Wilde Life

The Repertory Theatre of St. Louis explores the triumph and tragedy of Oscar Wilde in Moises Kaufman's Gross Indecency: The Three Trials of Oscar Wilde

Jan 6, 1999 at 4:00 am
In 1895, with two plays running concurrently in London's West End (The Importance of Being Earnest and An Ideal Husband), Oscar Wilde -- a most liberated personality living in a stern era -- brought a suit of libel against the Marquess of Queensberry. Queensberry (the man who crafted the Queensberry Rules for boxing) had publically denounced Wilde as a "posing sodomite." For three years Wilde had been in a turbulent affair with Queensberry's son, Lord Alfred Douglas, a young man half Wilde's age. With Douglas, Wilde -- the married father of two -- adventured into the "rough trade" of male prostitutes (he later compared the thrill of this experience to "feasting with panthers"). Although he was clearly at risk for being exposed for the darker nature beneath his glittering persona, Wilde sued the father to further endear himself to the son, the object of his intense infatuation. It was an act of hubris that would destroy him.

"A lot of what this is about," says director John Going during a break in rehearsals for Gross Indecency: The Three Trials of Oscar Wilde, "right at its core, is that Oscar lies on the stand. He denies having had affairs with men. A lot of the question is, does he have a right to do that? George Bernard Shaw has an argument, and his argument is that he had every right to lie on the stand because he believed it was not a crime. And because he personally believed it was not wrong, he had the right to lie. Talk about resonance."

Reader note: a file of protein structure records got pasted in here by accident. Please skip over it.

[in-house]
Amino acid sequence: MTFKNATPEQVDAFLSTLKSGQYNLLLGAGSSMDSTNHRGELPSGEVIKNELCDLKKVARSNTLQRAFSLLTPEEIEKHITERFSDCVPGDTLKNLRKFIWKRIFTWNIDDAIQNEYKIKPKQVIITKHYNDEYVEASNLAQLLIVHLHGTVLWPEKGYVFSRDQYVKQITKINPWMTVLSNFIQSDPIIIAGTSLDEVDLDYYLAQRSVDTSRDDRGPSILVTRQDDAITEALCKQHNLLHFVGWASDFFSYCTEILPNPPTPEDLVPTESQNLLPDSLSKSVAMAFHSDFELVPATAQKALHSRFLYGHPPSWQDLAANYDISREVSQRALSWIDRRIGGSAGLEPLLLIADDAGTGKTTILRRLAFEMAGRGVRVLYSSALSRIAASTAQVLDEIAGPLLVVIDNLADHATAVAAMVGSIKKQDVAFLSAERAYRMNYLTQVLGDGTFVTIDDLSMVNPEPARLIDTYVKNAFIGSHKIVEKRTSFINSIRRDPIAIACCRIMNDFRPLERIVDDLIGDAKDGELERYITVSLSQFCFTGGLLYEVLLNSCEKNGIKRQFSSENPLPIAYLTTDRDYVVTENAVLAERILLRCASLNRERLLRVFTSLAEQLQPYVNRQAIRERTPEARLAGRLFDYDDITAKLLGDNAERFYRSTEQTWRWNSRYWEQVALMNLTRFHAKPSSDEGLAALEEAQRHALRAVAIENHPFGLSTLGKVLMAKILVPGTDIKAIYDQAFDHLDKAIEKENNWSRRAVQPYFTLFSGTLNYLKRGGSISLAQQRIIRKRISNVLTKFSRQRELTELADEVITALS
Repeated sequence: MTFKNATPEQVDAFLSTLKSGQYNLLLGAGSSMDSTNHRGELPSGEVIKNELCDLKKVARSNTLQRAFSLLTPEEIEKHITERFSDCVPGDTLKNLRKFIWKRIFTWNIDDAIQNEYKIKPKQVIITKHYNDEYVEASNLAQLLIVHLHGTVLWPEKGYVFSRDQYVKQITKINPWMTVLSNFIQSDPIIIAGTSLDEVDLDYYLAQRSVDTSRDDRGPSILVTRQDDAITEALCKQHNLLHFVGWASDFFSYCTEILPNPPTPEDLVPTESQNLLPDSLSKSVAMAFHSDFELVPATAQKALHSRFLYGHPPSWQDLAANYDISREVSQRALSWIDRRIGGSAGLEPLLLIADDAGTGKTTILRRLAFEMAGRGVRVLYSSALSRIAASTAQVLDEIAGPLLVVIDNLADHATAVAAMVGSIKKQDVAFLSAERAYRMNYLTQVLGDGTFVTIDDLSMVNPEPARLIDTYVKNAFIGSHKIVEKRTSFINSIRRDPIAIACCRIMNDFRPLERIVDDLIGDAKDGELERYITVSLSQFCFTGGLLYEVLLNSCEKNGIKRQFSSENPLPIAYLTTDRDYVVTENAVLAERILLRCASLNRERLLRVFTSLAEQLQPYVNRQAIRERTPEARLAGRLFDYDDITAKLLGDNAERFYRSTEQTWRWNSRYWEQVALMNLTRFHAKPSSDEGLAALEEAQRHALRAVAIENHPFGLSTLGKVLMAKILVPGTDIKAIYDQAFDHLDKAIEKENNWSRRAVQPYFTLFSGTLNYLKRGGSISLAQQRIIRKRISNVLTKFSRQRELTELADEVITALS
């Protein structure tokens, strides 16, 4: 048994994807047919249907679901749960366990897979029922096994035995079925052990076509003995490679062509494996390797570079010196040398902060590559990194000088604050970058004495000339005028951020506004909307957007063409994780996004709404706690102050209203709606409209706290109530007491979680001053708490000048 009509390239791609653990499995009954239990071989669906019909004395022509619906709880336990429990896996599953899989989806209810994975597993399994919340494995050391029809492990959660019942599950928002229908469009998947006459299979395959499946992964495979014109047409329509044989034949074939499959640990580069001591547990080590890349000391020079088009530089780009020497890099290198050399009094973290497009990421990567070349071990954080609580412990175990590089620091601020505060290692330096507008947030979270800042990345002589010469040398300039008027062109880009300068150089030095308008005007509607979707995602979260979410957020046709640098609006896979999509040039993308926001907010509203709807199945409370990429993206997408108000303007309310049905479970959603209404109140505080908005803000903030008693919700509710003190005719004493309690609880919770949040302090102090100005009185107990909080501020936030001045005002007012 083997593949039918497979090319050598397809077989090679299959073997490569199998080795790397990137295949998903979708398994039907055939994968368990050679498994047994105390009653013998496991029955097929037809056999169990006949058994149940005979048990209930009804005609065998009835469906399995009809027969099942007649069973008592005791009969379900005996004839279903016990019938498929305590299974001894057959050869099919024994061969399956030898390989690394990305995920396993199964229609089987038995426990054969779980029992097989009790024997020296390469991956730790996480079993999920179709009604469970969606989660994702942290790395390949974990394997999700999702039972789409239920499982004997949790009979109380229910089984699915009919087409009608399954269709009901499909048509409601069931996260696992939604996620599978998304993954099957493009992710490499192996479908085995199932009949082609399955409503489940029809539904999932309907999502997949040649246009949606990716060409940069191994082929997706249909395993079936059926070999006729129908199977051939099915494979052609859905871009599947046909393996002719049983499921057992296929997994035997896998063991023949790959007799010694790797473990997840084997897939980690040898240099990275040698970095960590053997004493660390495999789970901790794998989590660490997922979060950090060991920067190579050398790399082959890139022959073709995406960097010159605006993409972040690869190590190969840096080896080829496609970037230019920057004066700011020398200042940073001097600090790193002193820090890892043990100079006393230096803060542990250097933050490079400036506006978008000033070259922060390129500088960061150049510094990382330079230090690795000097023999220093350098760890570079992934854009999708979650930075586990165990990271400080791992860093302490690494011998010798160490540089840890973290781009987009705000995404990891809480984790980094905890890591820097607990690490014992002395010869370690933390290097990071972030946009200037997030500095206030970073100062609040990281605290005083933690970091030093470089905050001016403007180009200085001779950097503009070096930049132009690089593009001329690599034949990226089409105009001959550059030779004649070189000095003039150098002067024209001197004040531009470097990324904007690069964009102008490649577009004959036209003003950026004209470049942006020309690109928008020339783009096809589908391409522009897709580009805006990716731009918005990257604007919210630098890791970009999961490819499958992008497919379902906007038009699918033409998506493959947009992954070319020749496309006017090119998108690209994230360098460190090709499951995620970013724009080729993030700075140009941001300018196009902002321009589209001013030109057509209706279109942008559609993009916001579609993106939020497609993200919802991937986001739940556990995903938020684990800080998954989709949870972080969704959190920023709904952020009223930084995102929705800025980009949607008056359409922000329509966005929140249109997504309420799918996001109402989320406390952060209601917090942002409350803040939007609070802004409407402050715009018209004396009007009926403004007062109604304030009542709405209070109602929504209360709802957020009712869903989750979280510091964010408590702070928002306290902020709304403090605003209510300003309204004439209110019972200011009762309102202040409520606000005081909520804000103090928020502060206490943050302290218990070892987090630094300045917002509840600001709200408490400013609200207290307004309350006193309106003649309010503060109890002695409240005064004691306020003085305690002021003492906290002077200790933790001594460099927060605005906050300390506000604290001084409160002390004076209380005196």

Jay Russell, who plays the great 19th-century aesthete in Moises Kaufman's drama, observes other notable -- and unnerving -- parallels between the scandal and trials that brought Wilde to ruin and recent events involving sex and lies: "Lurid, specific information is forced to come out in the trial in the same way we're reading in the paper about the cigar. Should we know about that? But we kind of want to know. But maybe we shouldn't."

"The whole idea of people saying we should forget about this dumb thing," Going continues, "it's so important. In the play there's a sense that Wilde had so many other things -- like his interest in art -- that was so much more important than this stupid thing. But this is the thing that got everybody riled up because it was sex. We're sex-crazy. We are. The Victorians were. We still have a lot of Victoriana about us, too, even though we're more liberal -- supposedly. Sex is what we're interested in, so it becomes paramount."

Any further comparisons between the fall of Wilde to charges of sodomy (or in the Victorian euphemism, "gross indecency") and the impeachment of Bill Clinton end with a comparison of the men themselves. Clinton is destined to be little more than the Andrew Johnson of 20th-century American politics; Wilde remains -- nearly 100 years after his death -- a delight and an inspiration to theatergoers, to artists, to any who care about beauty and care less about convention. It's doubtful there will be a revival for the man who gave us "It depends on what 'is' is," but for an explanation of the current Wilde revival, there's no need to go further than the wit, profundity and clarity of Wilde's own words, such as these from Gross Indecency: "I have never come across anyone in whom the moral sense was dominant who was not heartless, cruel, vindictive, log-stupid, and entirely lacking in the smallest sense of humanity. Moral people, as they are termed, are simple beasts. I would sooner have fifty unnatural vices than one unnatural virtue.

"The real enemy of modern life, of everything that makes life lovely and joyous and colored for us, is Puritanism, and the Puritan spirit. There is the great danger that lies ahead of the age.